National Diabetes Week is upon us again!
As Cutting Edge’s resident Accredited Exercise Physiologist (AEP) I’m here to fill you in on how using exercise interventions can benefit those who are Prediabetic or are living with Type 2 Diabetes Mellitus. PSA: Exercise can also help those with Type 1 Diabetes! For time’s sake though this blog will focus on Type 2. So, let’s get chatting about the disease that literally translates to “passes honey urine”. How the taste of said urine was confirmed, I will leave to your imagination…
Anyyyway, Type 2 Diabetes accounts for 85-90% of all reported diabetes cases and is strongly linked to modifiable factors such as being overweight or obese and performing inadequate physical activity (being sedentary). As such, this disease can develop at any stage of life and has increasingly been seen in younger people. There is also a genetic factor in regards to developing the disease. To understand the root cause of the disease we need to understand what happens normally to our blood glucose (blood sugar) levels when we eat and/or exercise.
Within our blood stream we have a standard level of circulating blood glucose which we use for energy and a host of other important functions. This level is regulated largely by the hormones insulin and glucagon which are created and stored in the pancreas. When we require a higher amount of circulating glucose, such as when we exercise or when we haven’t eaten for a while, glucagon is released which triggers a release of glucose from the liver, as well as acting on fat tissue to release fat stores into the blood to use as energy. When we have just eaten, we have a high level of blood glucose and insulin is released, triggering a process which transports the excess glucose into our muscles, fat cells and liver.
In the short term, elevated blood glucose levels rarely (but can) result in negative health consequences, but when our body experiences them chronically (long term) we start to become “Insulin resistant”. This term means that insulin whilst still being made and released, is being ignored by our cells and it’s unable to aid in transport of the excess blood glucose out of the bloodstream. When this happens it’s a waiting game until we start to experience a combination of negative complications, such as:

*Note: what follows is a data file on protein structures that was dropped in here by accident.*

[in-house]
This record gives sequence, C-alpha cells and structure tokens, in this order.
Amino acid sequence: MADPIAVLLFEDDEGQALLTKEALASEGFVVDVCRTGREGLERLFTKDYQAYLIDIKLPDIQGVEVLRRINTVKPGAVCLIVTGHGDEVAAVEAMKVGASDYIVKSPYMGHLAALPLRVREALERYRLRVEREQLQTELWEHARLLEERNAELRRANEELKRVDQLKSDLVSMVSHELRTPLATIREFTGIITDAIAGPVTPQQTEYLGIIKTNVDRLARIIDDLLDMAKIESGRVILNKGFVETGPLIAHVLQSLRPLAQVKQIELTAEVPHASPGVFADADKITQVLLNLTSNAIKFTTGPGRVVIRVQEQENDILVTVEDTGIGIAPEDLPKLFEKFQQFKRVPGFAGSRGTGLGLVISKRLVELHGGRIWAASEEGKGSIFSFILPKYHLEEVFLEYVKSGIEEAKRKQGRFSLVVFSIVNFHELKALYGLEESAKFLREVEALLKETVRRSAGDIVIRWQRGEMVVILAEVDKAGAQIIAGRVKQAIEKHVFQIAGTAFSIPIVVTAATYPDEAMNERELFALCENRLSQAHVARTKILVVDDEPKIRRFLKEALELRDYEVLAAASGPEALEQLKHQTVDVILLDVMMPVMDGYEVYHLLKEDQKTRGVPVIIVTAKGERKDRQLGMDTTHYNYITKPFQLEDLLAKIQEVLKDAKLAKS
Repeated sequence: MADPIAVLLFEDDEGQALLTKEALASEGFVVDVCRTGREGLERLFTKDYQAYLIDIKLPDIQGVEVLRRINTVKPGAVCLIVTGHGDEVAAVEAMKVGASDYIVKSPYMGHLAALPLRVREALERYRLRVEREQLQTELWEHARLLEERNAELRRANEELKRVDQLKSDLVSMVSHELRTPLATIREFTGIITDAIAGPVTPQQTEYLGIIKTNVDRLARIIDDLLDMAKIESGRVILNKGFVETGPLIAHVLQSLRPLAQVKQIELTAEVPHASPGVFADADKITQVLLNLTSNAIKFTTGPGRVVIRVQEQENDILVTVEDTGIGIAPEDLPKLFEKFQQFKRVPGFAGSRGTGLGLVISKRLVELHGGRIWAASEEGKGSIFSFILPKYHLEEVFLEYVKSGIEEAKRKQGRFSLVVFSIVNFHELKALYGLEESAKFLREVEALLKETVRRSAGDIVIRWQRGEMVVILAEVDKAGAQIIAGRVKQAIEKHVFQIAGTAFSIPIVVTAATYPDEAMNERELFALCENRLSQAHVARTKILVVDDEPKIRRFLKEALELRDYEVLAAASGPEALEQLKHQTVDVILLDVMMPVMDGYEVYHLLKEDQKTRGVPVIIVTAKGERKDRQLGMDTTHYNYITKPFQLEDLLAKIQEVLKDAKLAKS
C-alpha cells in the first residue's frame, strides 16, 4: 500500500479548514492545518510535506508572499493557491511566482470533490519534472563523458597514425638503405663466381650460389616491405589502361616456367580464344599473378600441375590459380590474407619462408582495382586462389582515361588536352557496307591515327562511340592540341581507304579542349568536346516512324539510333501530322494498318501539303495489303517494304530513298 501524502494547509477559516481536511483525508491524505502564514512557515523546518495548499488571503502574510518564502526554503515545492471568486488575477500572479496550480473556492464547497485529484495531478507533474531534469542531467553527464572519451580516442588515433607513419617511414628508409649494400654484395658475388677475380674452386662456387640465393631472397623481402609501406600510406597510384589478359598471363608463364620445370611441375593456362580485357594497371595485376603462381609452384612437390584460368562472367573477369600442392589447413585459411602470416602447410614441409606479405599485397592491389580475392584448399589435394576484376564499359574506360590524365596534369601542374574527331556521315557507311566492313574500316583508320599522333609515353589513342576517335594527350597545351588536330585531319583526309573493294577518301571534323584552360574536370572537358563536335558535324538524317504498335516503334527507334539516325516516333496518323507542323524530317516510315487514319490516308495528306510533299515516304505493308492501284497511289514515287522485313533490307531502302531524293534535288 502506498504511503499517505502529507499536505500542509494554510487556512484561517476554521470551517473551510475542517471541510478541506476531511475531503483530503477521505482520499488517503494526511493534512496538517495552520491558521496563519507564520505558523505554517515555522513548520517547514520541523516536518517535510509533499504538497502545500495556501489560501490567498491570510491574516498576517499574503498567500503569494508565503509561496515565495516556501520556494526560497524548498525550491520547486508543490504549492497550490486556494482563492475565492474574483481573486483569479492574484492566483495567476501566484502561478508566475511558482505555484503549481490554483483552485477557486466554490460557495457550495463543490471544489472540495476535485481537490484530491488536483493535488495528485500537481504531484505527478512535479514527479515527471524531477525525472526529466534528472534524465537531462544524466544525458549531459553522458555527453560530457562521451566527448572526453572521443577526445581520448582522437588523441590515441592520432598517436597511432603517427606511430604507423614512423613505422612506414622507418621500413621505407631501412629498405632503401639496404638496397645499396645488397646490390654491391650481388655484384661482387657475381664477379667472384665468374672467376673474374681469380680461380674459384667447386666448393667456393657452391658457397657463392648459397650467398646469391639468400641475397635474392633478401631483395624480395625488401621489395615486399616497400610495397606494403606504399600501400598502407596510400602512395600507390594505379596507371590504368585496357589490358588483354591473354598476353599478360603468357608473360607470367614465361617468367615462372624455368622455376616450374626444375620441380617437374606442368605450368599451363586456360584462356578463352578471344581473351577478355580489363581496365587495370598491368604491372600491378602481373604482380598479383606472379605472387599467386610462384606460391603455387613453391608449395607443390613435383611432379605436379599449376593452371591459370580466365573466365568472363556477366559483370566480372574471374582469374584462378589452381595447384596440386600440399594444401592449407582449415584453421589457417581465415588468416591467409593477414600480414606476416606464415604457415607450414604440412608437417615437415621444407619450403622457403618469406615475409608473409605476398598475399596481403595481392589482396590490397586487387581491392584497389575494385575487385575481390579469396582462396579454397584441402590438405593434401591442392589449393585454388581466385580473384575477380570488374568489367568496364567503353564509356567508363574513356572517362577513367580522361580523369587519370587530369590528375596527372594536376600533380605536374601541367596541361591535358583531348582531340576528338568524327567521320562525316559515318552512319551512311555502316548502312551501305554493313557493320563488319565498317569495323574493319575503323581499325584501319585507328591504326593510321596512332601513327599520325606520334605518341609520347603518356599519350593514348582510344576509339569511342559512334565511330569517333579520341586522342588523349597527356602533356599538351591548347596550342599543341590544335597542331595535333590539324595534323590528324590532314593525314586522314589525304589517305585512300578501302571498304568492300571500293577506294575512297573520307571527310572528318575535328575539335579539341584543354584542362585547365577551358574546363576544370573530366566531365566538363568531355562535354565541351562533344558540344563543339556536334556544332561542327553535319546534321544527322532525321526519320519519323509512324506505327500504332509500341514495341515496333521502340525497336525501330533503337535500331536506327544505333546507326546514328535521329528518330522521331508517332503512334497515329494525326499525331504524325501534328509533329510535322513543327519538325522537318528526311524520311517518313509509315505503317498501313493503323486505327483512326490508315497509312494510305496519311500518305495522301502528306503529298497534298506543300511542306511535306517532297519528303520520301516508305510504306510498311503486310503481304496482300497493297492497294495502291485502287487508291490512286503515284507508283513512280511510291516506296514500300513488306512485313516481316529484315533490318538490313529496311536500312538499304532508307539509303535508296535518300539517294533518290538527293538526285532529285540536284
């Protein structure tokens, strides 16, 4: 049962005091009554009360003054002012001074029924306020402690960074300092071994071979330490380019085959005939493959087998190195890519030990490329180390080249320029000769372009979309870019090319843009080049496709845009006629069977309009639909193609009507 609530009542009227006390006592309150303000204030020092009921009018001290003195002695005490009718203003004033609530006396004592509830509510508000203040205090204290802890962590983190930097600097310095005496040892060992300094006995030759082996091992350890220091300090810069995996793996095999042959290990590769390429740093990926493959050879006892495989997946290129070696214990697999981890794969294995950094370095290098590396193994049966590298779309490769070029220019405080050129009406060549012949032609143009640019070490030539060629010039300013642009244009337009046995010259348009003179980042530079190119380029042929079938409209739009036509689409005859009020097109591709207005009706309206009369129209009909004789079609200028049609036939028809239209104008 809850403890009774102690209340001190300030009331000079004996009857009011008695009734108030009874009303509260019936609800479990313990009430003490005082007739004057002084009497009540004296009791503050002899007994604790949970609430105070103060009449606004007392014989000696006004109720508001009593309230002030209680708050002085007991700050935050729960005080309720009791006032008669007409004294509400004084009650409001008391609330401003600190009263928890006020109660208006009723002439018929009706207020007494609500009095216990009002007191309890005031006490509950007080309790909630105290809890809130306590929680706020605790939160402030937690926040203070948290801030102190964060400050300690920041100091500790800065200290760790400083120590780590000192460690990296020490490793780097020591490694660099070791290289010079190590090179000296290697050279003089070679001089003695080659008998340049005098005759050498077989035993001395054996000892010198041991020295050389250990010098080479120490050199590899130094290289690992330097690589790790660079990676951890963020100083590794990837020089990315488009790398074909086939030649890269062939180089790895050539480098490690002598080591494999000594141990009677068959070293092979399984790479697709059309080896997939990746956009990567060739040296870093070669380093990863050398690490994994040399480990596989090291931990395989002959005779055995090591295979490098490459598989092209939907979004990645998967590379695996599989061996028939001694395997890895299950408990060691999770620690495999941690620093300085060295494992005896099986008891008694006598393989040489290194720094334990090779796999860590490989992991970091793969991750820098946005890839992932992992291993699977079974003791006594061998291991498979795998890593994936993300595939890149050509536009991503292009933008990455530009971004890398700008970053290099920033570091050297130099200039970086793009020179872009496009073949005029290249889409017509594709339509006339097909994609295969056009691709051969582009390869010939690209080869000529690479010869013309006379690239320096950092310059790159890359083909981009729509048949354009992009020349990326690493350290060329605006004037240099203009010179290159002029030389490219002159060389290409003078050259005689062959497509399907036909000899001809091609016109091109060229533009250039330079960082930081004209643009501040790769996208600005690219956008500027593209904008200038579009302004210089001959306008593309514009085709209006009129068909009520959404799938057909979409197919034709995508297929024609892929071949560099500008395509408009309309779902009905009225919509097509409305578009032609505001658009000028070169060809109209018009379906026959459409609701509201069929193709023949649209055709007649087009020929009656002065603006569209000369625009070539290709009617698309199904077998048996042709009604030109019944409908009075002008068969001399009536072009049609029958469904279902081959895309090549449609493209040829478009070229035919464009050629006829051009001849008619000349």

- High Blood Pressure (due to damage to blood vessels and formation of plaques in these vessels)
- Cardiovascular Disease
- Peripheral Neuropathy (damage to nerves in hands and feet)
- Retinopathy (damage to fine blood vessels in your eyes)
- Increased fat mass which may lead to joint issues
- Hunger signalling negatively affected
- High Cholesterol
- Reduced ability to produce insulin meaning synthetic insulin must be used to maintain remaining function
So, what can we do about it? Well, the good news is if resting high blood glucose (Prediabetes) is managed early then we can more or less reverse the majority of the negative consequences by eating a well balanced diet and meeting or exceeding the recommended 150 minutes of moderately intense physical activity per week. If we see progression to Type 2 then exercise can help by:
- Improving health and function of the peripheral nervous system by actively using these systems while balancing and moving
- Preventing further damage to the fine blood vessels in the eyes, reducing blood pressure and reducing cardiovascular disease risk by improving cardiovascular fitness
- Decreasing fat mass due to the additional glucose used for exercise
- Taking load off joints by reducing fat mass
- Reducing bad cholesterol levels
- Increasing insulin sensitivity and the amount of transporters which carry glucose into the appropriate cells
- In the cases of those taking insulin, exercise reduces the amounts needed as the body now does more with less
- Reduces stress and increases well-being
So there you have it, exercise is basically magic if you’re a diabetic, so contact a health professional today if you haven’t already, get cleared to exercise and find yourself an exercise physiologist who can best guide you towards behaviour change and better health.